|Born:||April 20, 1940|
Grand Rapids, Michigan
|Died:||August 21, 2018(aged 78)|
|Height:||6 ft 6 in (1.98 m)|
|Weight:||260 lb (118 kg)|
|High school:||Grand Rapids (MI)|
|NFL Draft:||1962 / Round: 6 / Pick: 82|
|Career highlights and awards|
|Career NFL statistics|
|Player stats at PFR|
George Joseph Andrie (April 20, 1940 - August 21, 2018) was an American professional football defensive end in the National Football League for the Dallas Cowboys. Prior to his professional career he played college football at Marquette University in Milwaukee, Wisconsin, which dropped its program after his junior season.
Born and raised in Grand Rapids, Michigan, Andrie graduated from Catholic Central High School in 1958. He chose to play football across Lake Michigan at Marquette, where his older brother Stan had played on the line in the early 1950s. The Marquette football team was historically known as the "Golden Avalanche", as well as the other Marquette nicknames of Hilltoppers and Warriors.
During his sophomore and junior seasons (1959 & 1960), he led the team in receiving both years from his slotback position. As a two-way player, he was also ranked among the team's tackle leaders, registering over 80 tackles as a defensive lineman. After a 3-6 season in 1960 under head coach Lisle Blackbourn, the university dropped the football program in December, citing financial issues.
After the school limited his scholarship to just the tuition fees, he explored an opportunity to transfer to Tulsa in 1961, but decided to return to Marquette, soon after visiting the school's campus. Unsure of his future at the professional level, he focused on academics and worked on his physical conditioning during his senior year.
In 1991, he was inducted into the Marquette Athletics Hall of Fame.
Idle in his senior season, he was off the radar of most pro teams, except for the Dallas Cowboys, who had just completed their second season in 1961 with a 4-9-1 record. Their player personnel director was Gil Brandt, who was born and raised in Milwaukee and was a Wisconsin alumnus. They selected Andrie in the sixth round (82nd overall) of the 1962 NFL draft as a defensive end. In his first season, he won the starting job at right defensive end (replacing Nate Borden) and also made the NFL All-Rookie team.
He had excellent size and strength to hold his ground against the run, yet he had quickness and agility that helped him become a great pass rusher. His height also allowed him to excel at batting down passes if he couldn't sack the quarterback.
In 1964, after playing on the left side of the defense, he was switched back to his original position at right defensive end, where he stayed throughout his career. He played most of his career next to hall of fame defensive tackle Bob Lilly. Together they helped to form the Cowboys' original "Doomsday Defense", that dominated most of the NFL for the next 20 years.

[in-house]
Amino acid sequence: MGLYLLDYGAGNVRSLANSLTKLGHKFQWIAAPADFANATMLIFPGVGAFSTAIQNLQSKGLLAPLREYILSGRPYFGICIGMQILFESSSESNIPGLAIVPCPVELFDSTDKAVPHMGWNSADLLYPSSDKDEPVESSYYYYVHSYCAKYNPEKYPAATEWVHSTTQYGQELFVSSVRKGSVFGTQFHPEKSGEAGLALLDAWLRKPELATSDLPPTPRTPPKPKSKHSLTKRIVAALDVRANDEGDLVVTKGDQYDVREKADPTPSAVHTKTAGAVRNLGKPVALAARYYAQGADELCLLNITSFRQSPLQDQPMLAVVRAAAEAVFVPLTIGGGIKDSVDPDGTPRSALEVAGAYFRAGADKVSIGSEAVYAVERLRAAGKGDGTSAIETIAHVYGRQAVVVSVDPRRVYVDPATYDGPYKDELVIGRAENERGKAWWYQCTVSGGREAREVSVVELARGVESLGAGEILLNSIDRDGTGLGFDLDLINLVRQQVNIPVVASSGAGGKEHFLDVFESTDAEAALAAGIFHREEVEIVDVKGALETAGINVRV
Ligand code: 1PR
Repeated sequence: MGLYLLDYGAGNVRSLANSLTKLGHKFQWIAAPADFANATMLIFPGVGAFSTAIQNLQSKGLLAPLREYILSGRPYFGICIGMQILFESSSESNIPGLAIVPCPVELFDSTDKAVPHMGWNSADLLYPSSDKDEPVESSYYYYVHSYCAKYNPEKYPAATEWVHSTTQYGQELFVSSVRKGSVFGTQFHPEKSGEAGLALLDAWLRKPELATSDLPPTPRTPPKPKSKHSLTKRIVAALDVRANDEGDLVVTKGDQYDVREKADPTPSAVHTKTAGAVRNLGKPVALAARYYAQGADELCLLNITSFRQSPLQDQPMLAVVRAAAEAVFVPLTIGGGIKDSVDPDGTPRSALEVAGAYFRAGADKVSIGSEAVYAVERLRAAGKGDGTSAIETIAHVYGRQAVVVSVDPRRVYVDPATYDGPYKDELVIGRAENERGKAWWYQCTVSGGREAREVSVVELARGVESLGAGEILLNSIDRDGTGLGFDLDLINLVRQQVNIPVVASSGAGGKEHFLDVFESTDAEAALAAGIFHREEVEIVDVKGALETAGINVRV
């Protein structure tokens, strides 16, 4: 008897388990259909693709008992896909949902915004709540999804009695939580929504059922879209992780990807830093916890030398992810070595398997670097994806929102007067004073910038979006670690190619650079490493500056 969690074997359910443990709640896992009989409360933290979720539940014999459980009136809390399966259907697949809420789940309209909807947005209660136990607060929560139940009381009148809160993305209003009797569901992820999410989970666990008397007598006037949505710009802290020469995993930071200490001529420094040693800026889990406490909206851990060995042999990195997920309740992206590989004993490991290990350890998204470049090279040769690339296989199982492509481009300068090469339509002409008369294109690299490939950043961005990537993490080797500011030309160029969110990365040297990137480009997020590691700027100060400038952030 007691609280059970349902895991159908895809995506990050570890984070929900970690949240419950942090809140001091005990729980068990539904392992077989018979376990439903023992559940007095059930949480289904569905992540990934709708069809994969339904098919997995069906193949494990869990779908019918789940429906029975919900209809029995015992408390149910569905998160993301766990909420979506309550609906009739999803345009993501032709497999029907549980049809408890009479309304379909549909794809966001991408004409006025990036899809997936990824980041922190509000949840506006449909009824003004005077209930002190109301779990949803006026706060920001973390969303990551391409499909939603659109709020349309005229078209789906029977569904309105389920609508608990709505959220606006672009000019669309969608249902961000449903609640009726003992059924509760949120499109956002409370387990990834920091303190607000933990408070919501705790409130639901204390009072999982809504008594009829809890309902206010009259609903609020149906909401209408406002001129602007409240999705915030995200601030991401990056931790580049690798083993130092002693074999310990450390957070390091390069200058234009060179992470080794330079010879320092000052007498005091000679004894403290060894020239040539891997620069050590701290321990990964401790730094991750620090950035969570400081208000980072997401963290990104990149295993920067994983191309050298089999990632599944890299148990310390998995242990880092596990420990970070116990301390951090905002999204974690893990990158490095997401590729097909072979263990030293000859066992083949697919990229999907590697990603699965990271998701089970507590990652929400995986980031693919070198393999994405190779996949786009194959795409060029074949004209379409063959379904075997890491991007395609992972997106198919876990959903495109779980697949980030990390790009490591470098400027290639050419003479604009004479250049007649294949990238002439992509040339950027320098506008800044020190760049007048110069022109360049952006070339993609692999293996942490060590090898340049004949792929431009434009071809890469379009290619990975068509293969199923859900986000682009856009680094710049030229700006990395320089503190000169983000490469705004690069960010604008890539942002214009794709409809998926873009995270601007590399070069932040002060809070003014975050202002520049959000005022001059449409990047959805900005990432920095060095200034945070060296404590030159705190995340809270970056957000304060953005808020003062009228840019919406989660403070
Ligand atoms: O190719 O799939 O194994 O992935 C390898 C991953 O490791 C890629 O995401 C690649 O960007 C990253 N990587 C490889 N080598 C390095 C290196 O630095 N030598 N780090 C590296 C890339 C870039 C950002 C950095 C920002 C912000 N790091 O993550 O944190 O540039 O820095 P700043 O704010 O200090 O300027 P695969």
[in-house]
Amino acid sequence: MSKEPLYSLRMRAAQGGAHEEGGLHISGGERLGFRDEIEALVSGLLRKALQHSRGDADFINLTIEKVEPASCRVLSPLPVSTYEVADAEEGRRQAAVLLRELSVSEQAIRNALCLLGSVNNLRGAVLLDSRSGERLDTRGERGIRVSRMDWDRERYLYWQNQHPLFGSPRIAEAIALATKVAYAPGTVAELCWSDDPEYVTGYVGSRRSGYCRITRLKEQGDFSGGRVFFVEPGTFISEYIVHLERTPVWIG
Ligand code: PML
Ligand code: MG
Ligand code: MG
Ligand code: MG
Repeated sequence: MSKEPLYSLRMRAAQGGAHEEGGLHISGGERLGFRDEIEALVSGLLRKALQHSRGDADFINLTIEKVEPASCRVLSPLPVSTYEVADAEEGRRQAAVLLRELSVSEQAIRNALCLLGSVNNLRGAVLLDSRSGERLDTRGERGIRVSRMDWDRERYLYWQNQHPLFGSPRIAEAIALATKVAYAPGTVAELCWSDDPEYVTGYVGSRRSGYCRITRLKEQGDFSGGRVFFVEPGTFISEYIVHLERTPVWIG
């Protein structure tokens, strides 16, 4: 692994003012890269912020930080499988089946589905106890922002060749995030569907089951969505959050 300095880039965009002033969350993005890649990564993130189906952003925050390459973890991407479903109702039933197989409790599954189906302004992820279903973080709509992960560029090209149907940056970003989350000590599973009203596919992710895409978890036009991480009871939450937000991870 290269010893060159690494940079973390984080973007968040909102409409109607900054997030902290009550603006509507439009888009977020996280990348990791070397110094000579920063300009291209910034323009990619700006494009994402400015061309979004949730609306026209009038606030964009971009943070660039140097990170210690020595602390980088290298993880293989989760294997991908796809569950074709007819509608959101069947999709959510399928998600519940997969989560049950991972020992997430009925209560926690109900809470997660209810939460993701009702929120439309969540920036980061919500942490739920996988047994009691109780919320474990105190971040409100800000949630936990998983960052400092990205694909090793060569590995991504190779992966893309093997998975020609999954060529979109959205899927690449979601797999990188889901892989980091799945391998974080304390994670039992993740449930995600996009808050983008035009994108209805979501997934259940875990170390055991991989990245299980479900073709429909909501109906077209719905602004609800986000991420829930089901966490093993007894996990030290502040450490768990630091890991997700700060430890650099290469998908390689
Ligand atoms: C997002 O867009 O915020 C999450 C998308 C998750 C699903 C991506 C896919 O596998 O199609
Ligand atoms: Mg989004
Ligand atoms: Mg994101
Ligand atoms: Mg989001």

Andrie always played well in the big games. In the frigid 1967 NFL Championship Game against the Green Bay Packers, often referred to as the Ice Bowl, he picked up a Bart Starr fumble and ran it in for a touchdown, scoring six of the Cowboys' 17 points in the loss. In 1970 he competed in Super Bowl V, the first after the merger with the American Football League. The Cowboys faced the Baltimore Colts, but lost in a game known for the record 11 turnovers committed by both teams, as well as 10 penalties committed by the Cowboys. Andrie knocked out Colts quarterback Johnny Unitas with a shoulder tackle in the second quarter. In the 1971 NFC Championship game he made another pivotal play. He intercepted a John Brodie pass near the San Francisco 49ers' 10-yard line and took it to the 2-yard line, setting up a Calvin Hill game-winning touchdown.
The NFL didn't recognize quarterback sacks as an official stat until 1982; however, the Cowboys have their own records, dating back before the 1982 season. According to the Cowboys' stats, Andrie is unofficially credited with a total of 97 sacks, leading the Cowboys in sacks each year from 1964 to 1967, with a high of 18.5 in 1966. Andrie also had eight straight games with a sack from 1966 to 1967, making it the fourth longest such streak in club history. He ranks fifth on the team's All-time sack leaders list.
Andrie played defensive end for the Cowboys for 11 seasons, registering 112 straight regular-season starts and only two missed games in his career, with a dislocated elbow in 1963. He was named to the Pro Bowl five straight times (1965-1969), All-Pro once and three times second-team All-Pro during his career. He was also named the Pro Bowl MVP in 1970, after a temporary retirement in training camp due to a $2,000 salary dispute.
During his career, he was part of two NFC Championship and one Super Bowl Championship team. He retired at the end of the 1972 season, after battling back problems. To this day, he remains one of the greatest defensive ends in Dallas Cowboys history.
Andrie has seven children with his wife, Mary Lou. Andrie was first diagnosed with dementia in 2014, and despite two claims filed in the 2017 NFL concussion settlement, those claims have been both denied, and his family is appealing both. Andrie's efforts in navigating the settlement has highlighted the complicated nature of the claims process in the settlement.
He died on August 21, 2018, aged 78.